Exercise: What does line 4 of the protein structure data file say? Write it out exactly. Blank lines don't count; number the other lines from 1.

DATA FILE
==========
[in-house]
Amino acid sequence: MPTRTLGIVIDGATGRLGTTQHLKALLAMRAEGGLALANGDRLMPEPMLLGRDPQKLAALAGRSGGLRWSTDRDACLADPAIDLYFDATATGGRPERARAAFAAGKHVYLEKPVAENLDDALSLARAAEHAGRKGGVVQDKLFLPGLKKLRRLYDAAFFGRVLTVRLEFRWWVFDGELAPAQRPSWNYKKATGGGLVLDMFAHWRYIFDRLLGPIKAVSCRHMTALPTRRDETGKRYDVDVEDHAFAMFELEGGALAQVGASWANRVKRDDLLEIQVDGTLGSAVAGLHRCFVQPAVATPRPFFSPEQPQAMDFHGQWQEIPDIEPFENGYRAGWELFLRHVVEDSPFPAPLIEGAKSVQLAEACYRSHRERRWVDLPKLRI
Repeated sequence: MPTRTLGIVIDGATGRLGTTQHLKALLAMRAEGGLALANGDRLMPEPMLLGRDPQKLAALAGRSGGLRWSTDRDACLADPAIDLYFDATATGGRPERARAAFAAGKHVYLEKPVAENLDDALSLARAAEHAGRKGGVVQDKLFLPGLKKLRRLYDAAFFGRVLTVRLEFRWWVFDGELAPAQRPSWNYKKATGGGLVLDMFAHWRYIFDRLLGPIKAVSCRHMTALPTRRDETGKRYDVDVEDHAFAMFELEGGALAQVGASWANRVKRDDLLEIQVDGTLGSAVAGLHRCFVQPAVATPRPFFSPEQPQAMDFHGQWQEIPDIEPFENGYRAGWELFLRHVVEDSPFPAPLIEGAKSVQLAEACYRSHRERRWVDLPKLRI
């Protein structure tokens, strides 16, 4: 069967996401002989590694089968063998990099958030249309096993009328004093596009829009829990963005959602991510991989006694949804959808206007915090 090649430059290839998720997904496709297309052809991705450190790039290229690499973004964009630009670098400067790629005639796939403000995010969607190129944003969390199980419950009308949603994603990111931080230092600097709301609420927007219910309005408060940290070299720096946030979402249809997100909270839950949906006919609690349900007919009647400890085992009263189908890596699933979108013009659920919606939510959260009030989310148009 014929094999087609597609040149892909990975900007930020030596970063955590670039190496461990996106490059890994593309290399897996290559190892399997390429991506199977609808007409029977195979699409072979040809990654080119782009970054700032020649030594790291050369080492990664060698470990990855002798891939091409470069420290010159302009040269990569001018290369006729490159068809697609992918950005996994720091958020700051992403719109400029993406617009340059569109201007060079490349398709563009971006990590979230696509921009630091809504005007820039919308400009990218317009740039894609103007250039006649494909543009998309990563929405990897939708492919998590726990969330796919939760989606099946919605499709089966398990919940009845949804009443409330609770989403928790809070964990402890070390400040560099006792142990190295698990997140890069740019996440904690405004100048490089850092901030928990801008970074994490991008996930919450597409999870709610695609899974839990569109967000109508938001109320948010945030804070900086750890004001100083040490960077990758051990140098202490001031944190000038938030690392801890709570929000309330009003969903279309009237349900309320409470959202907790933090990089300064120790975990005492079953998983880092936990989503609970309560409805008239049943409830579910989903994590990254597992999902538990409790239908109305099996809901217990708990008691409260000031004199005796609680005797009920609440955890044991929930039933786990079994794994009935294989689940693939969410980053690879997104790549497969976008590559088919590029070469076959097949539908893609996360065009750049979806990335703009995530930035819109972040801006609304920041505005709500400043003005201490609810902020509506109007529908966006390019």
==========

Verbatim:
């Protein structure tokens, strides 16, 4: 069967996401002989590694089968063998990099958030249309096993009328004093596009829009829990963005959602991510991989006694949804959808206007915090 090649430059290839998720997904496709297309052809991705450190790039290229690499973004964009630009670098400067790629005639796939403000995010969607190129944003969390199980419950009308949603994603990111931080230092600097709301609420927007219910309005408060940290070299720096946030979402249809997100909270839950949906006919609690349900007919009647400890085992009263189908890596699933979108013009659920919606939510959260009030989310148009 014929094999087609597609040149892909990975900007930020030596970063955590670039190496461990996106490059890994593309290399897996290559190892399997390429991506199977609808007409029977195979699409072979040809990654080119782009970054700032020649030594790291050369080492990664060698470990990855002798891939091409470069420290010159302009040269990569001018290369006729490159068809697609992918950005996994720091958020700051992403719109400029993406617009340059569109201007060079490349398709563009971006990590979230696509921009630091809504005007820039919308400009990218317009740039894609103007250039006649494909543009998309990563929405990897939708492919998590726990969330796919939760989606099946919605499709089966398990919940009845949804009443409330609770989403928790809070964990402890070390400040560099006792142990190295698990997140890069740019996440904690405004100048490089850092901030928990801008970074994490991008996930919450597409999870709610695609899974839990569109967000109508938001109320948010945030804070900086750890004001100083040490960077990758051990140098202490001031944190000038938030690392801890709570929000309330009003969903279309009237349900309320409470959202907790933090990089300064120790975990005492079953998983880092936990989503609970309560409805008239049943409830579910989903994590990254597992999902538990409790239908109305099996809901217990708990008691409260000031004199005796609680005797009920609440955890044991929930039933786990079994794994009935294989689940693939969410980053690879997104790549497969976008590559088919590029070469076959097949539908893609996360065009750049979806990335703009995530930035819109972040801006609304920041505005709500400043003005201490609810902020509506109007529908966006390019």